The first trial investigating a chimeric antigen receptor therapy to target GPRC5D in patients with resistant multiple myeloma reveals remissions in 70.6% of the enrolled patients.
A chimeric antigen receptor (CAR) T-cell therapy targeting the GPRC5D antigen produced impressive results in the first trial examining patients with resistant multiple myeloma (NCT04555551), according to experts at Dana-Farber Cancer Institute.1
Findings showed that with the CAR T-cell therapy, 70.6% of the 17 patients in the trial had remissions. All patients had myeloma that had relapsed or was resistant to previous therapies. Additionally, many responders had relapsed after treatment with a previous generation of CAR T-cell therapies targeting BCMA.
The opening of a new larger trial which aims to target an antigen known as GPRC5D in patients with myeloma will begin due to the positive results of this trial.
“CAR T-cell therapies targeting BCMA, a protein prevalent on immune system B cells, have shown promise in advanced myeloma, but many patients relapse,” said Eric L. Smith, MD, PhD, of Dana-Farber, the co-senior author of the study with Renier Brentjens, MD, PhD, of Roswell Park Comprehensive Cancer Center, in the press release. “We developed CAR T cells targeting an antigen that we identified, called G protein-coupled receptor, class C group 5 member D, or GPRC5D, which were effective in the laboratory against myeloma cells and in animal models of the disease, including those that no longer responded to BCMA-targeting CAR T cells. Our phase 1 study represents the first time this second-generation CAR T-cell therapy has been tested in patients.”
In this phase 1 dose-escalation study, MCARH109, a GPRC5D-targeted CAR T-cell therapy, was administered to patients at 4 dose levels. The study included patients aged 18 years and older with heavily pretreated multiple myeloma, including patients with relapse after BCMA CAR T-cell therapy.2
Patients were required to have an ECOG performance status of 0 or 1, measurable disease defined as meeting either serum M protein ≥ 0.5 g/dL, involved serum free light chain greater than or equal to 10 mg/dL with an abnormal free light chain ratio, urine M-protein at 200 mg/24 hours or greater, measurable plasmacytomas seen on imaging, or bone marrow plasma cells at 30% or greater as determined by CD138 immunohistochemistry staining.3
Further, patients must have had serum creatinine 1.5mg/dL or greater or a measured creatinine clearance ≥ 50 mL/min, ALT, and AST ≤ 3 X ULN and total bilirubin ≤ 2 mg/dL, adequate pulmonary function, adequate cardiac function, and for patients with prior allogeneic stem cell transplant (ASCT), at least 100 days since ASCT at the time of initial screening.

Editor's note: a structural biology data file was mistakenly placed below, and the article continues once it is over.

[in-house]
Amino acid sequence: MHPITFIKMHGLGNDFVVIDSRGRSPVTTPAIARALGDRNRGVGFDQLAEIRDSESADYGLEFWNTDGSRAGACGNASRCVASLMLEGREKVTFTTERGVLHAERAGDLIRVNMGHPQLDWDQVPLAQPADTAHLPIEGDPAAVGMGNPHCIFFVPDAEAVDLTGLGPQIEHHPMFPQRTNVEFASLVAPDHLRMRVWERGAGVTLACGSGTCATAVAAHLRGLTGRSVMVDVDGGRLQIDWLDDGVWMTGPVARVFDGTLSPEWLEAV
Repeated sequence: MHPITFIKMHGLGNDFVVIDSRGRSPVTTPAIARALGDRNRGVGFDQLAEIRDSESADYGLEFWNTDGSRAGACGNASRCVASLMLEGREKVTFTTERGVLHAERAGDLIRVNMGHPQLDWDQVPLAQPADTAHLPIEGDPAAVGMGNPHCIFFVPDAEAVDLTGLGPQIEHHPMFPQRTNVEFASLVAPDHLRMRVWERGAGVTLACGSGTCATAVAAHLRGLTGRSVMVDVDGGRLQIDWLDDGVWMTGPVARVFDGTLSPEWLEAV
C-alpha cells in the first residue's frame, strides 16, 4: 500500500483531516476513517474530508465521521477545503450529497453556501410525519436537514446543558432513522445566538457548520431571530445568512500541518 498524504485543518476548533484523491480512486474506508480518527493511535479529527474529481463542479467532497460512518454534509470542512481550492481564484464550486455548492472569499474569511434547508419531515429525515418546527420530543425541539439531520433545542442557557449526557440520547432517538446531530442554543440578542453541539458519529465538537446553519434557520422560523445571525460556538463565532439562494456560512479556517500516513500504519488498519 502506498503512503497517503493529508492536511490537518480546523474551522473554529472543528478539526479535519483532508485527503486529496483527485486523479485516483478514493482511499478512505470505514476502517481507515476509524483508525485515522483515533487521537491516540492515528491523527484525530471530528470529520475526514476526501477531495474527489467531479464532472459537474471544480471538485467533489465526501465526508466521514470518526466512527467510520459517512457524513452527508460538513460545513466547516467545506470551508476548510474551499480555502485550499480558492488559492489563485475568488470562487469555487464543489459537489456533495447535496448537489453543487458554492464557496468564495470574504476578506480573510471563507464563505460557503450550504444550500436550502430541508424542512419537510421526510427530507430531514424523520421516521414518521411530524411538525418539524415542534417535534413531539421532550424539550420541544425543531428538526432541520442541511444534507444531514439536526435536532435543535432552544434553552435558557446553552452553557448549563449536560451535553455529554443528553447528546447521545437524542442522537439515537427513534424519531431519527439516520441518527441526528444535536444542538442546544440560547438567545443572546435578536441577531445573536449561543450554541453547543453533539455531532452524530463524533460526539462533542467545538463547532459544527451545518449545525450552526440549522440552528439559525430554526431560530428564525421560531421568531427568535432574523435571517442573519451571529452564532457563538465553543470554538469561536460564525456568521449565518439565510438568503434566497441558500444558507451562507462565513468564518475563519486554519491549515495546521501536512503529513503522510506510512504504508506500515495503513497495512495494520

The primary end point was maximum tolerated dose (MTD), and the secondary end point of the trial was overall response rate.
There were 17 patients enrolled in the phase 1 trial, each who received a median of 6 prior treatments for their myeloma, including ones who had received CAR T-cell therapy targeting BCMA. In the trial, 4 dose levels for the second-generation CAR T-cell therapy were tested.
The MTD was identified as 150×106 CAR T cells and investigators believed the therapy was generally safe as side effects were comparable to those associated with BCMA-directed CAR T-cell therapies.
A total of 15 patients had cytokine release syndrome (CRS) where in all cases but 1, CRS was mild or moderate. However, the 1 patient had been treated with 450×106 CAR T-cell dose, the highest dose level. Also at the highest dose level, 2 patients experienced toxicity possibly associated with the cerebellum of the brain. Additionally, no patients died from adverse events associated with the CAR T-cell therapy.
In post-treatment tests, 12 patients (70.6%) responded to the treatment, revealing a measurable decline in their cancer.Complete responses were seen in 6 patients who at the end of the trial, had an absence of detectable cancer. Two patients continue to show a response to the therapy, more than a year after they were treated.
“CAR T-cell therapy is one of the most promising ways to treat cancer,” said Sham Mailankody, MBBS, first author and principal investigator for the clinical trial at Memorial Sloan Kettering Cancer Center, in the press release. “While the clinical trial is still in early stages, we are encouraged by the results as post-treatment tests are showing that 6 participants had a complete response to the treatment and 12 of the patients are showing a measurable decline in their cancer.”
Now, the multi-center clinical trial of GPRC5D-targeted CAR T-cell therapy for patients with relapsed or treatment-resistant myeloma is currently enrolling patients at Dana-Farber Cancer Institute, as well as at other centers.